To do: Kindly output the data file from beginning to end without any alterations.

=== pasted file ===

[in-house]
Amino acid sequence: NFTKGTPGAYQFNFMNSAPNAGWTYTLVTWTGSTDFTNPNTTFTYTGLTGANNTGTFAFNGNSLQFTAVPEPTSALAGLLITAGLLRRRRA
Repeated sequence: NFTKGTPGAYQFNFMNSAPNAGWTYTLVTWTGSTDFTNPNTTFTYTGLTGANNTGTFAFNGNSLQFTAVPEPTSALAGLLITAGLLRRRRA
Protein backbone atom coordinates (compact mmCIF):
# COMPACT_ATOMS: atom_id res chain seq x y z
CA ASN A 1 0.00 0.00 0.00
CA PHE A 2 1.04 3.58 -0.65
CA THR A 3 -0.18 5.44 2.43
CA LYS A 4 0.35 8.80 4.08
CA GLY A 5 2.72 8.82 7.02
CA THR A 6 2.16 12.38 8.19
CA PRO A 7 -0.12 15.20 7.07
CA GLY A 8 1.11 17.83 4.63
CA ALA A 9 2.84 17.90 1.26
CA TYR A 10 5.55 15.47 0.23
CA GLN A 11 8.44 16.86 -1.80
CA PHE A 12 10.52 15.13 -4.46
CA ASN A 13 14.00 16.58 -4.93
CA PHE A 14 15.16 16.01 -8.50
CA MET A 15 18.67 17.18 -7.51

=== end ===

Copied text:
[in-house]
Amino acid sequence: NFTKGTPGAYQFNFMNSAPNAGWTYTLVTWTGSTDFTNPNTTFTYTGLTGANNTGTFAFNGNSLQFTAVPEPTSALAGLLITAGLLRRRRA
Repeated sequence: NFTKGTPGAYQFNFMNSAPNAGWTYTLVTWTGSTDFTNPNTTFTYTGLTGANNTGTFAFNGNSLQFTAVPEPTSALAGLLITAGLLRRRRA
Protein backbone atom coordinates (compact mmCIF):
# COMPACT_ATOMS: atom_id res chain seq x y z
CA ASN A 1 0.00 0.00 0.00
CA PHE A 2 1.04 3.58 -0.65
CA THR A 3 -0.18 5.44 2.43
CA LYS A 4 0.35 8.80 4.08
CA GLY A 5 2.72 8.82 7.02
CA THR A 6 2.16 12.38 8.19
CA PRO A 7 -0.12 15.20 7.07
CA GLY A 8 1.11 17.83 4.63
CA ALA A 9 2.84 17.90 1.26
CA TYR A 10 5.55 15.47 0.23
CA GLN A 11 8.44 16.86 -1.80
CA PHE A 12 10.52 15.13 -4.46
CA ASN A 13 14.00 16.58 -4.93
CA PHE A 14 15.16 16.01 -8.50
CA MET A 15 18.67 17.18 -7.51